Long story short, the Stars are red-hot, yet bigger challenges likely lie ahead.

Blackhawks fall to Ducks in OT, lose Hossa to injury

2 Comments

The Chicago Blackhawks are on edge on Saturday, and it’s not because of what’s currently a close game against the Anaheim Ducks.

(Not that they’re indifferent toward a match against their opponents from last year’s conference final match, mind you.)

Instead, the Blackhawks are quite concerned about the health of Marian Hossa, who needed help off of the ice following an awkward, scary-looking crash into the boards. (Hampus Lindholm delivered the hip check that sent Hossa sprawling, in case you’re wondering.)

You can see that moment in the video above, while My Regular Face’s GIF also captures that troubling moment:

It’s too early to tell if Hossa will bounce back or miss some time from this. Stay tuned for potential updates.

Update: Joel Quenneville seems optimistic about Hossa, broadly speaking:

Ryan Getzlaf scored the overtime game-winner as the Ducks won 3-2 (OT).

Understatement: Saturday was a rough night for Panthers

Nashville Predators center Colin Wilson (33) checks Florida Panthers center Jonathan Huberdeau (11) during the second period of an NHL hockey game, Saturday, Feb. 13, 2016, in Sunrise, Fla. (AP Photo/Alan Diaz)
AP
1 Comment

If it weren’t for Mike Yeo and the Minnesota Wild, you could argue that the Florida Panthers suffered from the worst night so far.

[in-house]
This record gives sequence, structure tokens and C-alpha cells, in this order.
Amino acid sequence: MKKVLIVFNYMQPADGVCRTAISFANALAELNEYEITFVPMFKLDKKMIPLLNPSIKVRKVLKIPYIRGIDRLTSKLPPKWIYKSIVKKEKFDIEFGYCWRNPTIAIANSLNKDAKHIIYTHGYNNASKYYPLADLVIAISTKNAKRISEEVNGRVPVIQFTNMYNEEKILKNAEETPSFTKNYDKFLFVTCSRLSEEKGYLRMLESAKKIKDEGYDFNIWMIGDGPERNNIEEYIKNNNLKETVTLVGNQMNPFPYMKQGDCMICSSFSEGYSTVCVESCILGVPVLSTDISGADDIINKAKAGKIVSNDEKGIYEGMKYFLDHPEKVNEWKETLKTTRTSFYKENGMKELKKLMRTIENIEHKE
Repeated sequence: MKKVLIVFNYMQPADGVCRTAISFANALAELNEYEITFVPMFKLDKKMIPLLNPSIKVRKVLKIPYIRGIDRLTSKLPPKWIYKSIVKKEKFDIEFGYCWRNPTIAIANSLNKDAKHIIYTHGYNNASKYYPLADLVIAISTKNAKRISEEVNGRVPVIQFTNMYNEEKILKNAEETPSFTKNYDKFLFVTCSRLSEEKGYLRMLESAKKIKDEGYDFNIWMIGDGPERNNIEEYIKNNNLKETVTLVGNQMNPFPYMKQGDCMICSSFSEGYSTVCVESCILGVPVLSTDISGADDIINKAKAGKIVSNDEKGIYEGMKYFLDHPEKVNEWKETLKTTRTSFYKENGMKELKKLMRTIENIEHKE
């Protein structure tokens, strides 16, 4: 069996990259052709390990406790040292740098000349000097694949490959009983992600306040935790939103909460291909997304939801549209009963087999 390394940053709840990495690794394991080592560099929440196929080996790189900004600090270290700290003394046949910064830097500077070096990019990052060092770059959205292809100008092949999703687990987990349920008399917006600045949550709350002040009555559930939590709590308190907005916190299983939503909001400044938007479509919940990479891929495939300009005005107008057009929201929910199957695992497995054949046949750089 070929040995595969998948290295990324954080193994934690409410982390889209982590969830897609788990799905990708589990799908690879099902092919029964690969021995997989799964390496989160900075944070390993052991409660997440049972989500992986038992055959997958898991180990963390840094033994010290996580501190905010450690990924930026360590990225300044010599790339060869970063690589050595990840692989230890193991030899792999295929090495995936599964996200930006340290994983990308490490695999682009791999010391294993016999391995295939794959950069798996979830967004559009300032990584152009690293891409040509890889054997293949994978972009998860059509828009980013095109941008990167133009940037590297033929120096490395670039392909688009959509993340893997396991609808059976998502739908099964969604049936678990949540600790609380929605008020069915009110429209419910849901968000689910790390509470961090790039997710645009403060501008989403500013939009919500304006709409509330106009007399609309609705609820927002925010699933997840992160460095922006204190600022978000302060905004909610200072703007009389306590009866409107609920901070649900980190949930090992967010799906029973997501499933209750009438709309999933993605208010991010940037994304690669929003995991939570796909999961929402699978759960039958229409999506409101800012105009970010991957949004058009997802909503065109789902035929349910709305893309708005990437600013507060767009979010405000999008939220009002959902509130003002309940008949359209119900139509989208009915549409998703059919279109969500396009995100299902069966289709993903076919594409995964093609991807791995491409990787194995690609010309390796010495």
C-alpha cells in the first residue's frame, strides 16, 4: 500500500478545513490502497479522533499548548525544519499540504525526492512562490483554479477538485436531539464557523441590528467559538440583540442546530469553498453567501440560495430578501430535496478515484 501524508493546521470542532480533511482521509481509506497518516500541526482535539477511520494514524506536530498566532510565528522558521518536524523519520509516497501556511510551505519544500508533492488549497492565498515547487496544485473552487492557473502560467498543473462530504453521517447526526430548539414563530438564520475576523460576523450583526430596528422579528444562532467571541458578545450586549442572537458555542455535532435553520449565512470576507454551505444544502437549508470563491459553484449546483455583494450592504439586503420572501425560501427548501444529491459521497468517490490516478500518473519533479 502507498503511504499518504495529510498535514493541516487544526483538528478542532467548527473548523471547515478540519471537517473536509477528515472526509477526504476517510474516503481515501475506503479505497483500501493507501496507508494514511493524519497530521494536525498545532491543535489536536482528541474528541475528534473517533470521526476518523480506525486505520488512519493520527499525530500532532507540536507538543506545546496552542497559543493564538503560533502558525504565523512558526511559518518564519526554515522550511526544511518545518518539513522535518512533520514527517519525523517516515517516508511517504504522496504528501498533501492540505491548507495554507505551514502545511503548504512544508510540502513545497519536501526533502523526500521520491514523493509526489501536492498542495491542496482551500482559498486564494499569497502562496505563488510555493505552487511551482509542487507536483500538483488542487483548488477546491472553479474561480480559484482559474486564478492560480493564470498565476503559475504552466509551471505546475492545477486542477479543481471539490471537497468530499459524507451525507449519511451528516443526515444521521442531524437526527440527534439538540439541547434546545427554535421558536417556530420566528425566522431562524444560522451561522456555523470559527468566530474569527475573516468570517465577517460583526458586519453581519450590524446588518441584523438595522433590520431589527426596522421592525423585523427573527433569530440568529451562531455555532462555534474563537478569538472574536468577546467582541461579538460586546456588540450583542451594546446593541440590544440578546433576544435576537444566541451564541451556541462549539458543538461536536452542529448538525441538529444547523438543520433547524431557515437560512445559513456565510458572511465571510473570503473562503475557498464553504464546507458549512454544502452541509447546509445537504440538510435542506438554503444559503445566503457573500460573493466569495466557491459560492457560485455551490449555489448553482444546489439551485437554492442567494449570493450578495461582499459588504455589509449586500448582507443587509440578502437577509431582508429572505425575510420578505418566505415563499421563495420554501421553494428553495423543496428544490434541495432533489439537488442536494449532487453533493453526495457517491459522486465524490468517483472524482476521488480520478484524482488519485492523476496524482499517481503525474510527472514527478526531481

You can see that Saturday was unpleasant merely from looking at the scoreboard: the Nashville Predators pummeled the Panthers by an unkind score of 5-0.

The pain goes beyond that … literally so.

For one thing, Quinton Howden suffered an upper-body injury and did not return. That’s no good, but if you want to feel sick to your stomach, footage of Brandon Pirri‘s likely lower-body injury (ankle maybe?) may do the trick.

(Seriously, you may be happier if you don’t look.)

The Panthers didn’t make an announcement about Pirri one way or another, so we’ll see if he somehow avoided anything significant.

Either way, it was a night this team would like to forget.

Fractured jaw from fight sidelines Chris Stewart for 4-8 weeks

2 Comments

It’s unlikely that Chris Stewart will generate another 30-goal season in the NHL, but he still might be missed by the Anaheim Ducks.

The team announced that the ornery forward is expected to miss four-to-eight weeks with a fractured jaw. If that’s the recovery window, Stewart may go into the playoffs a little rusty (if he can get in any regular season games at all).

The Ducks didn’t elaborate, but the Columbus Dispatch’s Aaron Portzline believes that the injury happened during a fight with Dalton Prout of the Columbus Blue Jackets. You can see that brawl in the video above.

One bright side for Anaheim: if they believe that they need to replace what Stewart brings to the table (rugged play with a dash of offense), then at least this injury happened before the the Feb. 29 trade deadline.